On Tuesday night, the sky over southeast Michigan lit up with a dazzling flash, a loud boom resounded and the ground trembled. Some locals wondered whether the region had been hit by a freak lightning strike, a bomb or even a UFO. But as Lindsey Bever of the Washington Post reports, it was soon determined that the cause of the mysterious flash was a rare astronomical phenomenon: a meteor exploding in Earth’s atmosphere with a fiery blast.
In an effort to keep pesky English words from creeping into the French language, officials in France have been coming up with alternatives to some of the more common phrases of the digital age. In the past, the official journal of the French Republic—the Journal officiel—has suggested "internet clandestin" instead of the term dark net. It's dubbed a casual gamer "joueur occasionnel" for messieurs and "joueuse occasionnelle" for mesdames. To replace hashtag, it's selected "mot-dièse.
For the past ten years, archaeologists have been searching for the Monastery of Deer, which is believed to be the place where medieval monks penned the oldest-surviving Scottish manuscript. And for the past ten years, these efforts have proved fruitless. As the BBC reports, however, archaeologists may have recently made a breakthrough, uncovering possible remnants of the monastery near a former abbey in Aberdeenshire.
Muck Rack makes it simple to find people, tweets, or articles that mention any name, keyword, company, hashtag etc. We've compiled this guide to help you make the most of your search.
Selecting a term
Start searching tweets, articles from media outlets, articles mentioned in tweets, journalists'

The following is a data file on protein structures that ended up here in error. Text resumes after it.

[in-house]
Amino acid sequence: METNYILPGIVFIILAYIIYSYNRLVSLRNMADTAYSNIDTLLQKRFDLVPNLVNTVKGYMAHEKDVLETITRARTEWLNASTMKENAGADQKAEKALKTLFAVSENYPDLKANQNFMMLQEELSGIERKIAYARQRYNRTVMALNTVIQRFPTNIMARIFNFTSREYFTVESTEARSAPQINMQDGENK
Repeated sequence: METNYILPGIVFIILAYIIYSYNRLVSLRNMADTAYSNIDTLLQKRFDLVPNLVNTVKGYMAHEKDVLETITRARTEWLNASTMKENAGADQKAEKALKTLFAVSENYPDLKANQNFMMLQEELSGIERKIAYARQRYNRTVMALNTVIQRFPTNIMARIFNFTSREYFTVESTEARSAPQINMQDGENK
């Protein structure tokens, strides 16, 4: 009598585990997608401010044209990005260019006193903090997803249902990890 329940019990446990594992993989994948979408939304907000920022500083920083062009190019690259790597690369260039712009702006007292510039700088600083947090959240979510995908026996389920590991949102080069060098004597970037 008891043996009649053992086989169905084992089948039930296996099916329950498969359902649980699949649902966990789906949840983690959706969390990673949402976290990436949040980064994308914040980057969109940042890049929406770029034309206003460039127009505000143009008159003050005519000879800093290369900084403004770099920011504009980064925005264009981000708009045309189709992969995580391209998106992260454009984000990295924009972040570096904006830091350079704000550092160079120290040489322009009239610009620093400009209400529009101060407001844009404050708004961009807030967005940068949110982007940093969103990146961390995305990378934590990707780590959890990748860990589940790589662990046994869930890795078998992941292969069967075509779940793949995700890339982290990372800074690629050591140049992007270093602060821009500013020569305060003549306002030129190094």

names, titles and bios with some suggested searches:
Companies or Topics (e.g. iPhone, Microsoft)
Phrases (e.g. "cloud computing") — use quotes to keep the terms together
Twitter handles (e.g. @username) — returns those who have mentioned or replied to
Names (e.g. "David Pogue")
Hashtags (e.g. #sxsw, #london2012)
Bio details (e.g. vegan, Olympics, father)
Muck Rack's Advanced Search allows for many boolean operators.
Find results that mention multiple specified terms, use AND or
+. For example, ensure each result contains both Elon Musk and Mark Zuckerberg by
searching Musk AND Zuckerberg or Musk + Zuckerberg.
Use the operators OR or , to broaden your search when you'd like either of
multiple terms to appear in results. (This is the default behavior of our search when no operators
are used). For example, results will contain either cake or cookie by searching cake OR cookie or cake,cookie
Use NOT or - to subtract results from your search. For
example, searching Disney will yield results about the Walt Disney Company as well as Walt Disney
World Resort. To exclude mentions of Disney World, search for Disney -World or Disney
When using one of these operators with a phrase, enclose it in quotation marks. For example, you can
find results about smartphones excluding Apple's iPhone 4S by searching smartphone -"iPhone
Exact case matching or punctuation
If you're searching for a brand name or keyword that relies on specific punctuation marks or capitalization, you can
find results that match your exact query by adding matchcase: before the keyword you're searching for, like matchcase:E*TRADE .
Use parentheses to separate multiple
boolean phrases. For example, to find journalists talking about having fun in Disney World or
Disneyland, search for ("disney world" OR disneyland) AND fun.
An asterisk can be used to search for any variation of a root word truncated by the asterisk. For example, searching for admin* will return results for administrator, administration, administer, administered, etc.
A near operator is an AND operator where you can control the distance between the words. You can vary the distance the near operation uses by adding a forward slash and number (between 0-99) such as strawberries NEAR/10 "whipped cream", which means the strawberries must exist within 10 words of "whipped cream".